Big Year 2016: Cape May

First trip of the year – Cape May and the environs. I always love hitting the Cape May area early in January for the winter birds that frequent the bird-friendly wetlands and beaches around Cape May. It turned out to be a good day, with me seeing 48 new species for the year.

The drive down gave me some of the common species I hadn’t seen around the yard yet: pigeon, Canada Goose, starling and some of the gulls. Pulling into Sunset Beach gave me the first interesting species of the day, a Surf Scoter. But the winds were blowing and most things at the beach were well past the rips so I moved on.


The Cape May Bird Observatory – specifically Lily Lake – offered up some of the first waterfowl species for the year: the typical mallards and mute swans, plus GADWALL, AMERICAN WIGEON and RING-NECKED DUCK. Nice looks at them although they were skittish as they tend to be.

Ring Around the Bill

Lighthouse Pond – Cape May Point State Park

I stopped by the Lighthouse Pond on the way into the State Park and there was a lot of great things to see. AMERICAN COOT, NORTHERN SHOVELER, BLUE and GREEN-WINGED TEAL. But the highlight of the stop at the pond was the male EURASIAN WIGEON, a increasingly annual visitor to southern NJ1. It’s a beautiful bird and I got my best shot of one yet.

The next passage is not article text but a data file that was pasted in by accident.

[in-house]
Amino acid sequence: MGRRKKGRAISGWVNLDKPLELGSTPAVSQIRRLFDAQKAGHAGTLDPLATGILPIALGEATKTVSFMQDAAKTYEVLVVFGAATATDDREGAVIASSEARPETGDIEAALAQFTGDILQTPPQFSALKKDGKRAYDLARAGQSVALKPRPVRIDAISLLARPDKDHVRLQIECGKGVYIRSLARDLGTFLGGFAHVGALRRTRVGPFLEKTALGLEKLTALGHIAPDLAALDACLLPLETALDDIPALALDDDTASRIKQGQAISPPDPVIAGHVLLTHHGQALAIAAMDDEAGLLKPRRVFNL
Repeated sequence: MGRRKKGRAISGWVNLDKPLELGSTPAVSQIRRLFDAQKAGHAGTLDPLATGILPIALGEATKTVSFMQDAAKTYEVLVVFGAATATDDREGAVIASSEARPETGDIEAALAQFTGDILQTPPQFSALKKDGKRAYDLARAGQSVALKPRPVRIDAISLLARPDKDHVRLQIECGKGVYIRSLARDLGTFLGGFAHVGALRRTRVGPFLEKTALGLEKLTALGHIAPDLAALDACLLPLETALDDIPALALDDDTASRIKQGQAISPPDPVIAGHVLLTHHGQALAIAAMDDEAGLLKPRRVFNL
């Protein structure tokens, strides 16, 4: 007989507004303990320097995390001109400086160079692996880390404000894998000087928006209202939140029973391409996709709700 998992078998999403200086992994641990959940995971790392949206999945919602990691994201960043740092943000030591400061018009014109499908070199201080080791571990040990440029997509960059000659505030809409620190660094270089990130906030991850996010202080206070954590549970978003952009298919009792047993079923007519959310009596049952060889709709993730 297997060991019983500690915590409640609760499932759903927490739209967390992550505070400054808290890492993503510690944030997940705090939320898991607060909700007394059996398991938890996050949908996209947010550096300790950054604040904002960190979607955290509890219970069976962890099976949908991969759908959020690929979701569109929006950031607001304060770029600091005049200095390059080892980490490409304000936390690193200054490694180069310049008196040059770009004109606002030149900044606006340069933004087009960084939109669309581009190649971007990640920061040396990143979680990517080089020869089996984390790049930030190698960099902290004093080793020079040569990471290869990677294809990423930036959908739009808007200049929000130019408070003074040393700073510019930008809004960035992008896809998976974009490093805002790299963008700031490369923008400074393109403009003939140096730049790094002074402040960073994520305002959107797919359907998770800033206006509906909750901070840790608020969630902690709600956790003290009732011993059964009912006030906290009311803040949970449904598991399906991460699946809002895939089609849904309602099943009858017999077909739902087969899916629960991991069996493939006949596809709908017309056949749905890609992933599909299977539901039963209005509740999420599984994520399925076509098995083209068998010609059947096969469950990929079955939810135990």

The rest of the park was also just as much fun. Along with the ones I expected to see – TURKEY VULTURE, MUTE SWAN, etc. – there were great looks at uncommon but cool birds (for me) such as the SHARP-SHINNED and RED-SHOULDERED HAWKS, CEDAR WAXWINGS and a FIELD SPARROW hanging out in the reeds along the edge of the main pond. CAROLINA WRENS were even singing off of the HawkWatch!! SWAMP SPARROWS were competing with SONG SPARROWS and AMERICAN GOLDFINCH throughout. The weather was warming up so the YELLOW-RUMPED WARBLERS were out in force, chittering away and flying in and out of the dunes to give quite a show, as the numerous waterfowl in the bunker ponds fed in the chilly pools.

I've Come for Your American Women

Just gotta sing

The Villas – Miami Ave

I went looking for the rare-ish Black-headed Gull at Miami Ave. Walking down the beach I came across a slew of shorebirds in the tidal flats and another birder clued me in to look for a large number of RED KNOT there. Red knot are uncommon (at best) in NJ in winter and I saw at least 15 of them (he said 2 dozen)!!! Joining them were SANDERLING, BLACK-BELLIED PLOVER and DUNLIN. Back at the entrance, a sandbar held gulls, including BONAPARTE GULLS and FORSTER’S TERNS but sadly no Black-headed Gulls that I could find. Still a good day when I get to see over a dozen Red Knot in January in NJ.

Winter Knot

Villas-Cox Hall Creek WMA

Last stop was the WMA where a couple of rarities were being seen – I ended up finding the immature male RED-HEADED WOODPECKER flying back and forth between a roost and a food supply. I ended up watching for about 10 minutes as he transited the two locations, calling every so often. But I missed the Varied Thrush that had been seen there for the past few months, despite a vigorous search. Reports had it being a very secretive bird but as far as I know no one saw it for days before or after.

Red-headed Rarity

Still, it was a great overall day – 50+ species including 4 seasonal rarities.


  • Eurasian Wigeon
  • Field Sparrow
  • Red Knot
  • Red-headed Woodpecker^
2016 YTD Tally
61 Species – Month 61
Lifers 0
NJ Species 61
NJ Lifers 1

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